• The imbalance of men to women in positions of power confirms the extent to which the field of criminal justice is gendered – the reality is that the administration and delivery of criminal justice remains firmly within the remit of (white) men.
  • Gender matters significantly to the experiences of those who come into contact with the criminal justice system – both in relation to women and men as offenders and/or victims. It also matters to the way in which criminal justice work is imagined, enacted and experienced by the criminal justice workforce.
  • The need for greater diversity (and increased gender representation) within organizations is now well established. The rationale within the police service and the legal profession for the appointment of more women tends to be located within the ‘business case’ or that of ‘making a difference’ rather than a position of ‘social justice’.
  • While we provide much evidence to suggest that women can and do make a difference to the administration of criminal justice (research shows that women make a positive difference to the way in which they undertake policing with those who come into contact with the criminal justice system and a gender-aware judiciary has also been seen to make a difference to sentencing outcomes through the feminist judgement project), we argue that calling for more women through such a rationale is a fundamentally flawed position from which to achieve greater diversity. Rather, we argue that more women should be recruited on the grounds of ‘social justice’ – that it is a fundamental human right to be able to work free from discrimination.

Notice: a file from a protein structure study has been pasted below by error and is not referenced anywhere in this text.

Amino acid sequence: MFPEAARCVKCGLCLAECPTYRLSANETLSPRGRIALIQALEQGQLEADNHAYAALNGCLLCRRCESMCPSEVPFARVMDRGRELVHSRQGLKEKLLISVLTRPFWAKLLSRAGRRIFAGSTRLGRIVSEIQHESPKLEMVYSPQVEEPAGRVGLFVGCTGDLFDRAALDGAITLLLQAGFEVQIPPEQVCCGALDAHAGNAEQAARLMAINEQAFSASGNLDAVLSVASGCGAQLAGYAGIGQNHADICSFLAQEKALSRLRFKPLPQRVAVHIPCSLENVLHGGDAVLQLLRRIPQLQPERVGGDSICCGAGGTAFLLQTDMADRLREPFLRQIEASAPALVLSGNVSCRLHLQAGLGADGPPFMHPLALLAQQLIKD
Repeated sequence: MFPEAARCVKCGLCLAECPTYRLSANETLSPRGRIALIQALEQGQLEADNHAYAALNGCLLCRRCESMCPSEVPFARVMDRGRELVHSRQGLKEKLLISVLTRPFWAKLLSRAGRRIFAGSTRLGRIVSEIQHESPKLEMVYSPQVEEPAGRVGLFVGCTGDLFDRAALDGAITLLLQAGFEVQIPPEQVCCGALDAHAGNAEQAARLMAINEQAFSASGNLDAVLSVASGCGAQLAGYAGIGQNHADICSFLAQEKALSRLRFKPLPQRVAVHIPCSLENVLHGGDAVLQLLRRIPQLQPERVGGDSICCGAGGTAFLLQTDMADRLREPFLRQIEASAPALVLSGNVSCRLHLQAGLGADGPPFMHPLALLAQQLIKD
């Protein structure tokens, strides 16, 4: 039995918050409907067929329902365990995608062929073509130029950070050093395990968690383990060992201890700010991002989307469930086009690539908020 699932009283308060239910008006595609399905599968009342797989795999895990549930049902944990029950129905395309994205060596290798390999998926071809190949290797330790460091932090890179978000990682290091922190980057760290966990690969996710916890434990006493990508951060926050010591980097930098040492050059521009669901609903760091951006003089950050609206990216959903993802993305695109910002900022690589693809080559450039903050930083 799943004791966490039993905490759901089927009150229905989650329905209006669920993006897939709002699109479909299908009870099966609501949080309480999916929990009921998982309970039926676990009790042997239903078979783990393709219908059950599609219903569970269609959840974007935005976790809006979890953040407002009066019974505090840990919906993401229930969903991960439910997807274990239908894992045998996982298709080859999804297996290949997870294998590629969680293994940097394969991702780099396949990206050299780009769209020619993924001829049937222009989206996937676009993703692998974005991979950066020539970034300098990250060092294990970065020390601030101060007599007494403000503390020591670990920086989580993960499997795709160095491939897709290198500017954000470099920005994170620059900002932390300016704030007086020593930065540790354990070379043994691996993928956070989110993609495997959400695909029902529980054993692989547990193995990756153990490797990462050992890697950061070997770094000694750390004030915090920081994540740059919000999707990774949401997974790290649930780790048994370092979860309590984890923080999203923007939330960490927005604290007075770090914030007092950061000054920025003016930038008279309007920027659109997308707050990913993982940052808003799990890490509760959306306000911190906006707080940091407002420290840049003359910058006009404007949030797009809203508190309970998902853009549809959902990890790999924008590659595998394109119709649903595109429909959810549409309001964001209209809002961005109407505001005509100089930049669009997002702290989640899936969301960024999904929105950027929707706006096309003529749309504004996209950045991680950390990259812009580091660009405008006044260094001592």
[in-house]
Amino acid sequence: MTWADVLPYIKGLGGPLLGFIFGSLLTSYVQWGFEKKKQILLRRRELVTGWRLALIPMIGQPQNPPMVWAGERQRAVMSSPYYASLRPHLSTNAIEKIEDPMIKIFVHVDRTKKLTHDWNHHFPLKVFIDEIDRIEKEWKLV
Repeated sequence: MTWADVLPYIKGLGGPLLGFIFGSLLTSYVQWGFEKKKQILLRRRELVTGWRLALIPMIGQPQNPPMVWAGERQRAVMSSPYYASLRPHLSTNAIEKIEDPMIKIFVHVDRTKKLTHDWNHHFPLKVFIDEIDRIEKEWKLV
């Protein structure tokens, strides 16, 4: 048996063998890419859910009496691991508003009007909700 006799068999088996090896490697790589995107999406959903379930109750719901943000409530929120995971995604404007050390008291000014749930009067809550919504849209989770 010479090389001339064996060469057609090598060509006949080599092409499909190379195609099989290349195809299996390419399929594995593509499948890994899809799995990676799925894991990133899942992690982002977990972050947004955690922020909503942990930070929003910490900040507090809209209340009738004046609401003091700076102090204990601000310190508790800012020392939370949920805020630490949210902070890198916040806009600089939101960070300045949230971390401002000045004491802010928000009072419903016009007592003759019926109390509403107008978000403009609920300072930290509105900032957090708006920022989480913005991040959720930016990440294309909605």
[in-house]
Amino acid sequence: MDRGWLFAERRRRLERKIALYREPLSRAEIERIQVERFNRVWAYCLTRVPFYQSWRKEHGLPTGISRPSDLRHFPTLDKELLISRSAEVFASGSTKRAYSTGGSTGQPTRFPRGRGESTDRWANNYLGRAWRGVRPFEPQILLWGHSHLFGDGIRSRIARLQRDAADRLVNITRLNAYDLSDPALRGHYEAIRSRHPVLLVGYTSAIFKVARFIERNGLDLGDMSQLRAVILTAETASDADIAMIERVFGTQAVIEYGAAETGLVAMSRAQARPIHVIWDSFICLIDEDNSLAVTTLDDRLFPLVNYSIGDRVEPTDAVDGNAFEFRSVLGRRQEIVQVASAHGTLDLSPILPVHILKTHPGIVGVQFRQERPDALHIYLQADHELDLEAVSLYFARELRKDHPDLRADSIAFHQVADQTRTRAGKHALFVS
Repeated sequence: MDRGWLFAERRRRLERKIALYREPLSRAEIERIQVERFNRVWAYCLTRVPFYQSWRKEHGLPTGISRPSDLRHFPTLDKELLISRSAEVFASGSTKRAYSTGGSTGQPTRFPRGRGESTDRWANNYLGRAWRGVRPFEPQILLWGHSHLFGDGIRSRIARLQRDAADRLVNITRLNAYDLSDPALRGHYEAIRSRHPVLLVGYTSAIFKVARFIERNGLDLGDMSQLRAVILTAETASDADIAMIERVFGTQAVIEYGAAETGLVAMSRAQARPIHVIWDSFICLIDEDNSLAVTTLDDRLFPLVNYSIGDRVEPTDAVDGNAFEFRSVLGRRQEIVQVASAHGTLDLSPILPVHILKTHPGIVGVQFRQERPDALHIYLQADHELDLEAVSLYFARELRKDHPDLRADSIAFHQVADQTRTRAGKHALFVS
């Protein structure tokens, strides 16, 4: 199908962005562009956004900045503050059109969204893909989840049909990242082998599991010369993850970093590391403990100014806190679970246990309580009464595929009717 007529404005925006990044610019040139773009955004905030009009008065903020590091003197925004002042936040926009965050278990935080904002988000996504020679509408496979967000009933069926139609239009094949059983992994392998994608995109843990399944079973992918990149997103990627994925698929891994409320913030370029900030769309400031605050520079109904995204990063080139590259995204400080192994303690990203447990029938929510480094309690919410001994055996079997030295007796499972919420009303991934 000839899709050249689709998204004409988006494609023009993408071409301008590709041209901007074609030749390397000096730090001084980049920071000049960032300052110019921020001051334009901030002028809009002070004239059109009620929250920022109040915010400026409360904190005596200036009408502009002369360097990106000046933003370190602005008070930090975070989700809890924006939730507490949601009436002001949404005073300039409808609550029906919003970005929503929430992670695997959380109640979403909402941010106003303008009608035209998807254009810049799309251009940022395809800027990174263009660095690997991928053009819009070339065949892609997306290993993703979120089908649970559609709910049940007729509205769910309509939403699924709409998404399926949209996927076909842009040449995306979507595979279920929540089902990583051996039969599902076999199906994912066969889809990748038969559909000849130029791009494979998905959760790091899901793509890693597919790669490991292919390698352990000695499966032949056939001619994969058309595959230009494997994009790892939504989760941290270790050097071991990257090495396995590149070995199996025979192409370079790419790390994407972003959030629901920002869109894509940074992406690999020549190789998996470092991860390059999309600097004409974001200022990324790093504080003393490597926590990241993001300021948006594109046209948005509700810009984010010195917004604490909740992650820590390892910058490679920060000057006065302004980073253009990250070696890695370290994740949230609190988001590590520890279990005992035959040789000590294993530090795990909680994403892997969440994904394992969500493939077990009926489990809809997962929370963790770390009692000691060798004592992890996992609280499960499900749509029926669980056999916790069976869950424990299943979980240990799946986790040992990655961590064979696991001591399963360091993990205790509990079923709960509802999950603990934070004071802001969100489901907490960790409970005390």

• We draw on Acker’s gendered organization theory to explain the gendered nature of criminal justice work, the disjuncture between policy and practice, organizational structures and culture and the ongoing lack of women working in the police service and the legal system. Through such an analysis, we argue that criminal justice work is deeply gendered at structural, cultural and individual levels and operates with a conception of an ‘ideal worker’.